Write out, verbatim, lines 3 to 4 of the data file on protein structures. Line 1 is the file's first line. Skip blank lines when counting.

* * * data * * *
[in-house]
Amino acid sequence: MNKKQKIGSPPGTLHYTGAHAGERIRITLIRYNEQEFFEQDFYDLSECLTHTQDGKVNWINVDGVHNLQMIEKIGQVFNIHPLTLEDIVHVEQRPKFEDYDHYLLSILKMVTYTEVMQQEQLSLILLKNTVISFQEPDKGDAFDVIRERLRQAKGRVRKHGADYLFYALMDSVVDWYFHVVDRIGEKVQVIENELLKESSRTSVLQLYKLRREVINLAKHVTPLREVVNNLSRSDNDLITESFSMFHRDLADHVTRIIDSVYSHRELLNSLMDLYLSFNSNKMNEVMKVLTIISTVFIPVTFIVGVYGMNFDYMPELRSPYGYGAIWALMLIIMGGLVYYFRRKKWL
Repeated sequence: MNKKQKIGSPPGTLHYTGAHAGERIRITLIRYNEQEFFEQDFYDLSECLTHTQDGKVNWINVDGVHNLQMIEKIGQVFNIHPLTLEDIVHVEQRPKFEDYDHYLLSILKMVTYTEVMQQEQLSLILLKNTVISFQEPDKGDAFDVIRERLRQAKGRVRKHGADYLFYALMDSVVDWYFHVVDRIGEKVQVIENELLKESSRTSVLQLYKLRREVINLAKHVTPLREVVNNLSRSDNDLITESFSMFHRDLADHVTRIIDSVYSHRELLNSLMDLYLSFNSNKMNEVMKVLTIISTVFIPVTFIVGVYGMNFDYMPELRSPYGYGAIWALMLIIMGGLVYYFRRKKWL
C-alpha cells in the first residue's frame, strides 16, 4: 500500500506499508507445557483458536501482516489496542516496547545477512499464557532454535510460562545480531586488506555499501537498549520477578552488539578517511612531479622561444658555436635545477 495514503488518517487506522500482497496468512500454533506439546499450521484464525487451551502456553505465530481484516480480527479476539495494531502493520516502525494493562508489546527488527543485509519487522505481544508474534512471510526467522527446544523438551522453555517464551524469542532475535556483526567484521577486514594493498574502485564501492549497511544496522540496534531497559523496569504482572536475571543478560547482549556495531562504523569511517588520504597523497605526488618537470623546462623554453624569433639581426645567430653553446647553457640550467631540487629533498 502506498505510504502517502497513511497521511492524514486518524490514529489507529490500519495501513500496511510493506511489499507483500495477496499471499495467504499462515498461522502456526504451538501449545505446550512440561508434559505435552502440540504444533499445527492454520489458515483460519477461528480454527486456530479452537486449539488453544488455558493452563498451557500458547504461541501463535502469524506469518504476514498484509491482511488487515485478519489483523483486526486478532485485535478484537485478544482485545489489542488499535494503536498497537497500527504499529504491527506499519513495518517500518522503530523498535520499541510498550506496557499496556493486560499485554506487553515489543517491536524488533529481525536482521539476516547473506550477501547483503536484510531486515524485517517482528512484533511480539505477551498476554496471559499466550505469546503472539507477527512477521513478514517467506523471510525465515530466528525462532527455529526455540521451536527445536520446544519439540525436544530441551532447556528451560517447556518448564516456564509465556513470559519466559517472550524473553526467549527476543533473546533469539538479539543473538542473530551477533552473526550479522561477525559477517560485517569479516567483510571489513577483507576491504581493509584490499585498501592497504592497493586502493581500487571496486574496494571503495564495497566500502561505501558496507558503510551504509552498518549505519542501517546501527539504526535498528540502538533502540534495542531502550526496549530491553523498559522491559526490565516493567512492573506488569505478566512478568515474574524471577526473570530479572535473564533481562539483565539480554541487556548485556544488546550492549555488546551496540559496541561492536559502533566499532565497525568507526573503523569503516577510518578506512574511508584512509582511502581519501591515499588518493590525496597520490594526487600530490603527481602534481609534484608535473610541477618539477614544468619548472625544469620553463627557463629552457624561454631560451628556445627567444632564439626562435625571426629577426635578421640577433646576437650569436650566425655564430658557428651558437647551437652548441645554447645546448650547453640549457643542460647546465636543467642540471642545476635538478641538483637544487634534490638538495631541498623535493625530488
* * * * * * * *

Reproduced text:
Repeated sequence: MNKKQKIGSPPGTLHYTGAHAGERIRITLIRYNEQEFFEQDFYDLSECLTHTQDGKVNWINVDGVHNLQMIEKIGQVFNIHPLTLEDIVHVEQRPKFEDYDHYLLSILKMVTYTEVMQQEQLSLILLKNTVISFQEPDKGDAFDVIRERLRQAKGRVRKHGADYLFYALMDSVVDWYFHVVDRIGEKVQVIENELLKESSRTSVLQLYKLRREVINLAKHVTPLREVVNNLSRSDNDLITESFSMFHRDLADHVTRIIDSVYSHRELLNSLMDLYLSFNSNKMNEVMKVLTIISTVFIPVTFIVGVYGMNFDYMPELRSPYGYGAIWALMLIIMGGLVYYFRRKKWL
C-alpha cells in the first residue's frame, strides 16, 4: 500500500506499508507445557483458536501482516489496542516496547545477512499464557532454535510460562545480531586488506555499501537498549520477578552488539578517511612531479622561444658555436635545477 495514503488518517487506522500482497496468512500454533506439546499450521484464525487451551502456553505465530481484516480480527479476539495494531502493520516502525494493562508489546527488527543485509519487522505481544508474534512471510526467522527446544523438551522453555517464551524469542532475535556483526567484521577486514594493498574502485564501492549497511544496522540496534531497559523496569504482572536475571543478560547482549556495531562504523569511517588520504597523497605526488618537470623546462623554453624569433639581426645567430653553446647553457640550467631540487629533498 502506498505510504502517502497513511497521511492524514486518524490514529489507529490500519495501513500496511510493506511489499507483500495477496499471499495467504499462515498461522502456526504451538501449545505446550512440561508434559505435552502440540504444533499445527492454520489458515483460519477461528480454527486456530479452537486449539488453544488455558493452563498451557500458547504461541501463535502469524506469518504476514498484509491482511488487515485478519489483523483486526486478532485485535478484537485478544482485545489489542488499535494503536498497537497500527504499529504491527506499519513495518517500518522503530523498535520499541510498550506496557499496556493486560499485554506487553515489543517491536524488533529481525536482521539476516547473506550477501547483503536484510531486515524485517517482528512484533511480539505477551498476554496471559499466550505469546503472539507477527512477521513478514517467506523471510525465515530466528525462532527455529526455540521451536527445536520446544519439540525436544530441551532447556528451560517447556518448564516456564509465556513470559519466559517472550524473553526467549527476543533473546533469539538479539543473538542473530551477533552473526550479522561477525559477517560485517569479516567483510571489513577483507576491504581493509584490499585498501592497504592497493586502493581500487571496486574496494571503495564495497566500502561505501558496507558503510551504509552498518549505519542501517546501527539504526535498528540502538533502540534495542531502550526496549530491553523498559522491559526490565516493567512492573506488569505478566512478568515474574524471577526473570530479572535473564533481562539483565539480554541487556548485556544488546550492549555488546551496540559496541561492536559502533566499532565497525568507526573503523569503516577510518578506512574511508584512509582511502581519501591515499588518493590525496597520490594526487600530490603527481602534481609534484608535473610541477618539477614544468619548472625544469620553463627557463629552457624561454631560451628556445627567444632564439626562435625571426629577426635578421640577433646576437650569436650566425655564430658557428651558437647551437652548441645554447645546448650547453640549457643542460647546465636543467642540471642545476635538478641538483637544487634534490638538495631541498623535493625530488